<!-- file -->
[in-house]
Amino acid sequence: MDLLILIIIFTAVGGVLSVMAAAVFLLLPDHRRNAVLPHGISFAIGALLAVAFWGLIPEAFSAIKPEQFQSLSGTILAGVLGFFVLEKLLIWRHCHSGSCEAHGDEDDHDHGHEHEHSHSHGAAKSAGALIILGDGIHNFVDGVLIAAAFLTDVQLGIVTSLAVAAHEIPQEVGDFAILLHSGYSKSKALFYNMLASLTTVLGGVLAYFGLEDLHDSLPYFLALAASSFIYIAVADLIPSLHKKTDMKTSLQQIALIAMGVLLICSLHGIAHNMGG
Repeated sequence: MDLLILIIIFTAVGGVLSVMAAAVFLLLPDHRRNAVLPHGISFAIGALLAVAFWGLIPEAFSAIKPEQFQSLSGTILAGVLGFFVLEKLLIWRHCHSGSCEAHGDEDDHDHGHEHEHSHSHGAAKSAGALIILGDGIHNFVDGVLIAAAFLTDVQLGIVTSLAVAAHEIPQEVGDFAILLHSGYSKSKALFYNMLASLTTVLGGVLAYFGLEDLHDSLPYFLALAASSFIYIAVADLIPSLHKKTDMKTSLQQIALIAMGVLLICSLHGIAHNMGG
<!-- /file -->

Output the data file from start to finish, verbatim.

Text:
[in-house]
Amino acid sequence: MDLLILIIIFTAVGGVLSVMAAAVFLLLPDHRRNAVLPHGISFAIGALLAVAFWGLIPEAFSAIKPEQFQSLSGTILAGVLGFFVLEKLLIWRHCHSGSCEAHGDEDDHDHGHEHEHSHSHGAAKSAGALIILGDGIHNFVDGVLIAAAFLTDVQLGIVTSLAVAAHEIPQEVGDFAILLHSGYSKSKALFYNMLASLTTVLGGVLAYFGLEDLHDSLPYFLALAASSFIYIAVADLIPSLHKKTDMKTSLQQIALIAMGVLLICSLHGIAHNMGG
Repeated sequence: MDLLILIIIFTAVGGVLSVMAAAVFLLLPDHRRNAVLPHGISFAIGALLAVAFWGLIPEAFSAIKPEQFQSLSGTILAGVLGFFVLEKLLIWRHCHSGSCEAHGDEDDHDHGHEHEHSHSHGAAKSAGALIILGDGIHNFVDGVLIAAAFLTDVQLGIVTSLAVAAHEIPQEVGDFAILLHSGYSKSKALFYNMLASLTTVLGGVLAYFGLEDLHDSLPYFLALAASSFIYIAVADLIPSLHKKTDMKTSLQQIALIAMGVLLICSLHGIAHNMGG